6. Integrate customer and financial value in your key account plan. When you have completed steps 1-5, make sure that all the relevant data is tracked and added to the key account plan template and in your CVM and CRM system. Your sellers need to become value merchants. They need to sell and negotiate on value. You do not have the luxury of waiting six months to put this in place. Now is the time to become a trusted partner in your space and to sell hard customer value.
  7. Train your front lines in customer value messaging and value selling. Like point 1, you must train your sellers on the art and science of value selling and negotiating for value. Part of the training is to get your pricing and value engineering team to spend time on how to calculate value, how to use hard numbers in the value conversations, how to respond to value and price objections, and how to exchange price and value.

Whether you have a pricing team, a value engineering team, or a customer value team, they need to be joined at the hip with the sales team. That connection needs to be strong in the context of value extraction and growth. Customer Value Management is a team sport. Marketing, pricing, value engineering, business consulting, customer success, and sales all have a role to play. The right platform acts as the anchor point to get everyone to engage.

 

Bio

Stephan Liozu (www.stephanliozu.com) is the Founder of Value Innoruption Advisors (www.valueinnoruption.com),  a consulting boutique specializing in industrial pricing, digital business, and value models, and value-based pricing. Stephan has 30 years of experience in the industrial and manufacturing sectors with companies like Owens Corning, Saint-Gobain, Freudenberg, and Thales. He holds a Ph.D. In Management from Case Western Reserve University, and has written several books, including “Dollarizing Differentiation Value” (2016) and “Value Mindset” (2017).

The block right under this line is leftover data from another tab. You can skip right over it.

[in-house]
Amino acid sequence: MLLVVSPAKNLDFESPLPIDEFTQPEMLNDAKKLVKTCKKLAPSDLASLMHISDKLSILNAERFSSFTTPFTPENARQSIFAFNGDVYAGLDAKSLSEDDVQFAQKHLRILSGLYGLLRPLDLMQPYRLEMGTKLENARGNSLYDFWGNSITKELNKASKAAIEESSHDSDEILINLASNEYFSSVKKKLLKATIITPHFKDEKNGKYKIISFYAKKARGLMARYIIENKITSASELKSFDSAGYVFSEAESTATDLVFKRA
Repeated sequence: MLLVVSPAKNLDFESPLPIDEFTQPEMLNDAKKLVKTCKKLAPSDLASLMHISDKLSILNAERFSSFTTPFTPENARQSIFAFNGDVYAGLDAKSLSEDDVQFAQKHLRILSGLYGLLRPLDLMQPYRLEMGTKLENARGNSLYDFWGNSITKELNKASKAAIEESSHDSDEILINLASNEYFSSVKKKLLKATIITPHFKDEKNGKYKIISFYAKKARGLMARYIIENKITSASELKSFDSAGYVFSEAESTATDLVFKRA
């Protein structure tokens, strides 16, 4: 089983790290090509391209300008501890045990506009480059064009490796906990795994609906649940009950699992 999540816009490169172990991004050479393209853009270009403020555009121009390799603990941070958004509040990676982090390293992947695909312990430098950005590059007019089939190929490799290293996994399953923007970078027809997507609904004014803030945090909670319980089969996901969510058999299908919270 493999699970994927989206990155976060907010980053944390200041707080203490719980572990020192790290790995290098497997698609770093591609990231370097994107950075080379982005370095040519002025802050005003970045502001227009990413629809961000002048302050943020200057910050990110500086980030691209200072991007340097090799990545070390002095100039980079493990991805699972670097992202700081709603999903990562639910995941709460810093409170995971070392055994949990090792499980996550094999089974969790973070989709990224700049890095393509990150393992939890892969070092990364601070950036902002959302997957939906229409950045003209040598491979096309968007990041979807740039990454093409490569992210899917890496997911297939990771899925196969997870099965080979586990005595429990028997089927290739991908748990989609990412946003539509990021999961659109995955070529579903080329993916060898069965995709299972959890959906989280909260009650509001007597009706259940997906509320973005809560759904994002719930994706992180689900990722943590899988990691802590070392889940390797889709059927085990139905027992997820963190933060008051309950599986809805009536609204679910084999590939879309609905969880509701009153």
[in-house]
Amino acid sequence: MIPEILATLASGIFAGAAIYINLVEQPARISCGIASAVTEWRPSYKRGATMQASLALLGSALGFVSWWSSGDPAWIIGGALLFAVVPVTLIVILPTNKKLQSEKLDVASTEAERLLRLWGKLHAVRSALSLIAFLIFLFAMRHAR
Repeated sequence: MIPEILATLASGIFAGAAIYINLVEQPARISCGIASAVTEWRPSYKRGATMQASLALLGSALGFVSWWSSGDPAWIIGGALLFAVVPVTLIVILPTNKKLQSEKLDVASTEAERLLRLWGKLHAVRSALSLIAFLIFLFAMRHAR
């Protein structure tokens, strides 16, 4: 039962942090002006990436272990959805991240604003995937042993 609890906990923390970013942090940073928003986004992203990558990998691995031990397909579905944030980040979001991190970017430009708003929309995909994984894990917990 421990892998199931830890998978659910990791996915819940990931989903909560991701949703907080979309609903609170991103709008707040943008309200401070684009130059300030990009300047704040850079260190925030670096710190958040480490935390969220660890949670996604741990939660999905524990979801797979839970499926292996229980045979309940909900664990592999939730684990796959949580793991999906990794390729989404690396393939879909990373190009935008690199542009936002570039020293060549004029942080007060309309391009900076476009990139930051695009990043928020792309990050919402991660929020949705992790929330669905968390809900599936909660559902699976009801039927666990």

The Obstacles of Selling and Keeping Your Customer Value Management the Priority

In the business world, making a sale is a great accomplishment. No matter how big or small the sale is, the feeling of having a successful sale is priceless. In order to have an outstanding sales deal is to understand the customer and their needs. Having a good sale doesn’t just mean selling the product or service. It means selling the product and making sure your customer is pleased with the customer service and product. A lot of times sales representatives are so focused on selling the products they forget about their customer. They forget to make a connection, or build a relationship so they can have an overall successful sale.    

There are obstacles that sales representatives undergo before they are successful in selling. In today’s world, the research capabilities of customers are outrageous. You can find information about companies within a matter of seconds. This is a disadvantage to sellers. Customers can research the major elements of a product or service. With online research, customers are missing the advantages of speaking with customer representatives and learning key information about the company. Having the ability to research a company is important. It sometimes steers customers away from actually having a one-on-one conversation about what the company may offer. It is beneficial to sales professionals when they make a relationship with their customers, especially during the research phase of buying.